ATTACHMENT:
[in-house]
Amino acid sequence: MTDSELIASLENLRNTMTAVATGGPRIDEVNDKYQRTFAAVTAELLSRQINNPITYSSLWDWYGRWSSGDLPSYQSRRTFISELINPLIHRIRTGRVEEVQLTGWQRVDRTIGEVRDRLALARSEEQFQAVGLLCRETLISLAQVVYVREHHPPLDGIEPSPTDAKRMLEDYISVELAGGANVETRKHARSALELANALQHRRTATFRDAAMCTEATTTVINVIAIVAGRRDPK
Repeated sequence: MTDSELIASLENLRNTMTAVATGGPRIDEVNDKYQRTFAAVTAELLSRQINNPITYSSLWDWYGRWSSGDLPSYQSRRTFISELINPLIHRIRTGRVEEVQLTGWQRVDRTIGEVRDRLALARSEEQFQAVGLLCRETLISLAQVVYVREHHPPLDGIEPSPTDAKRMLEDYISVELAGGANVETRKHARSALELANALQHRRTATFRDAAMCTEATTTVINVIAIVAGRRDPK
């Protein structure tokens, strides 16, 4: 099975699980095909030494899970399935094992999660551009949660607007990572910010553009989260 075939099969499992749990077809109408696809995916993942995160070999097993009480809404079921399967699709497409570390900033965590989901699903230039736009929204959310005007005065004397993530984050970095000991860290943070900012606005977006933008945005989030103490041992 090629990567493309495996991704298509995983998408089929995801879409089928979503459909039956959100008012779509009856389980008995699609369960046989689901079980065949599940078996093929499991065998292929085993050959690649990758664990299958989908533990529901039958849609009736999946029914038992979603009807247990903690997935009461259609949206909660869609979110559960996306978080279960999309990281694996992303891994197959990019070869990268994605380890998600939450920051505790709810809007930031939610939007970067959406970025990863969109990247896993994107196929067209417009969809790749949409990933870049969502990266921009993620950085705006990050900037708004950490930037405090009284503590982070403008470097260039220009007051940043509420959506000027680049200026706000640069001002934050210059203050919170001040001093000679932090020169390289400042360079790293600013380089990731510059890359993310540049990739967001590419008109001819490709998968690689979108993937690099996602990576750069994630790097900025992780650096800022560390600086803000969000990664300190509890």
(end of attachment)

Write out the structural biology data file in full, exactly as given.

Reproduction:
[in-house]
Amino acid sequence: MTDSELIASLENLRNTMTAVATGGPRIDEVNDKYQRTFAAVTAELLSRQINNPITYSSLWDWYGRWSSGDLPSYQSRRTFISELINPLIHRIRTGRVEEVQLTGWQRVDRTIGEVRDRLALARSEEQFQAVGLLCRETLISLAQVVYVREHHPPLDGIEPSPTDAKRMLEDYISVELAGGANVETRKHARSALELANALQHRRTATFRDAAMCTEATTTVINVIAIVAGRRDPK
Repeated sequence: MTDSELIASLENLRNTMTAVATGGPRIDEVNDKYQRTFAAVTAELLSRQINNPITYSSLWDWYGRWSSGDLPSYQSRRTFISELINPLIHRIRTGRVEEVQLTGWQRVDRTIGEVRDRLALARSEEQFQAVGLLCRETLISLAQVVYVREHHPPLDGIEPSPTDAKRMLEDYISVELAGGANVETRKHARSALELANALQHRRTATFRDAAMCTEATTTVINVIAIVAGRRDPK
């Protein structure tokens, strides 16, 4: 099975699980095909030494899970399935094992999660551009949660607007990572910010553009989260 075939099969499992749990077809109408696809995916993942995160070999097993009480809404079921399967699709497409570390900033965590989901699903230039736009929204959310005007005065004397993530984050970095000991860290943070900012606005977006933008945005989030103490041992 090629990567493309495996991704298509995983998408089929995801879409089928979503459909039956959100008012779509009856389980008995699609369960046989689901079980065949599940078996093929499991065998292929085993050959690649990758664990299958989908533990529901039958849609009736999946029914038992979603009807247990903690997935009461259609949206909660869609979110559960996306978080279960999309990281694996992303891994197959990019070869990268994605380890998600939450920051505790709810809007930031939610939007970067959406970025990863969109990247896993994107196929067209417009969809790749949409990933870049969502990266921009993620950085705006990050900037708004950490930037405090009284503590982070403008470097260039220009007051940043509420959506000027680049200026706000640069001002934050210059203050919170001040001093000679932090020169390289400042360079790293600013380089990731510059890359993310540049990739967001590419008109001819490709998968690689979108993937690099996602990576750069994630790097900025992780650096800022560390600086803000969000990664300190509890």